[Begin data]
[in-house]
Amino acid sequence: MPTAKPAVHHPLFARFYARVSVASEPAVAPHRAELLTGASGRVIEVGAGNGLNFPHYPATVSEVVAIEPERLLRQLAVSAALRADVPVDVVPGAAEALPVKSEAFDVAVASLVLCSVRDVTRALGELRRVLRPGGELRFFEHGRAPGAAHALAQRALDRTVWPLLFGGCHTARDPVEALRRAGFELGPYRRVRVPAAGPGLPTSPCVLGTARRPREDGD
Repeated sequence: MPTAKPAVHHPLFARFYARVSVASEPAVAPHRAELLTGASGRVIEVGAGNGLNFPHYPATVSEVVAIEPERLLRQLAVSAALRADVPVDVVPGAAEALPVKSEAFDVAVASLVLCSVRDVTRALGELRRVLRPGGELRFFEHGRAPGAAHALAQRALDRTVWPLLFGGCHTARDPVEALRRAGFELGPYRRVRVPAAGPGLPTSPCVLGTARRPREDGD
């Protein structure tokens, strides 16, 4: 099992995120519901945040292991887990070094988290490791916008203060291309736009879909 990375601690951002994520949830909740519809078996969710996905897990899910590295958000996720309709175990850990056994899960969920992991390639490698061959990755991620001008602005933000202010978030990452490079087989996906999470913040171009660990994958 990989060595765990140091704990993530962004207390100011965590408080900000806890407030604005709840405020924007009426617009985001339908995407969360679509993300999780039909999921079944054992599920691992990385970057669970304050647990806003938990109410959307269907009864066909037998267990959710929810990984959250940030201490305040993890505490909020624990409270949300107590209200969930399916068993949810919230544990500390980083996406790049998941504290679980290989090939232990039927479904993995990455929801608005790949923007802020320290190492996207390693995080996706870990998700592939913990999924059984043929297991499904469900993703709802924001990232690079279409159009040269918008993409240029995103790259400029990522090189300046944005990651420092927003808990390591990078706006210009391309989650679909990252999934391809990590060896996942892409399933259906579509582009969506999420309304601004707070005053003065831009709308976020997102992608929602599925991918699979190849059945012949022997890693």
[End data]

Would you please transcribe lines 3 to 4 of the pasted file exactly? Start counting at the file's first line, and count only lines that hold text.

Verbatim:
Repeated sequence: MPTAKPAVHHPLFARFYARVSVASEPAVAPHRAELLTGASGRVIEVGAGNGLNFPHYPATVSEVVAIEPERLLRQLAVSAALRADVPVDVVPGAAEALPVKSEAFDVAVASLVLCSVRDVTRALGELRRVLRPGGELRFFEHGRAPGAAHALAQRALDRTVWPLLFGGCHTARDPVEALRRAGFELGPYRRVRVPAAGPGLPTSPCVLGTARRPREDGD
């Protein structure tokens, strides 16, 4: 099992995120519901945040292991887990070094988290490791916008203060291309736009879909 990375601690951002994520949830909740519809078996969710996905897990899910590295958000996720309709175990850990056994899960969920992991390639490698061959990755991620001008602005933000202010978030990452490079087989996906999470913040171009660990994958 990989060595765990140091704990993530962004207390100011965590408080900000806890407030604005709840405020924007009426617009985001339908995407969360679509993300999780039909999921079944054992599920691992990385970057669970304050647990806003938990109410959307269907009864066909037998267990959710929810990984959250940030201490305040993890505490909020624990409270949300107590209200969930399916068993949810919230544990500390980083996406790049998941504290679980290989090939232990039927479904993995990455929801608005790949923007802020320290190492996207390693995080996706870990998700592939913990999924059984043929297991499904469900993703709802924001990232690079279409159009040269918008993409240029995103790259400029990522090189300046944005990651420092927003808990390591990078706006210009391309989650679909990252999934391809990590060896996942892409399933259906579509582009969506999420309304601004707070005053003065831009709308976020997102992608929602599925991918699979190849059945012949022997890693």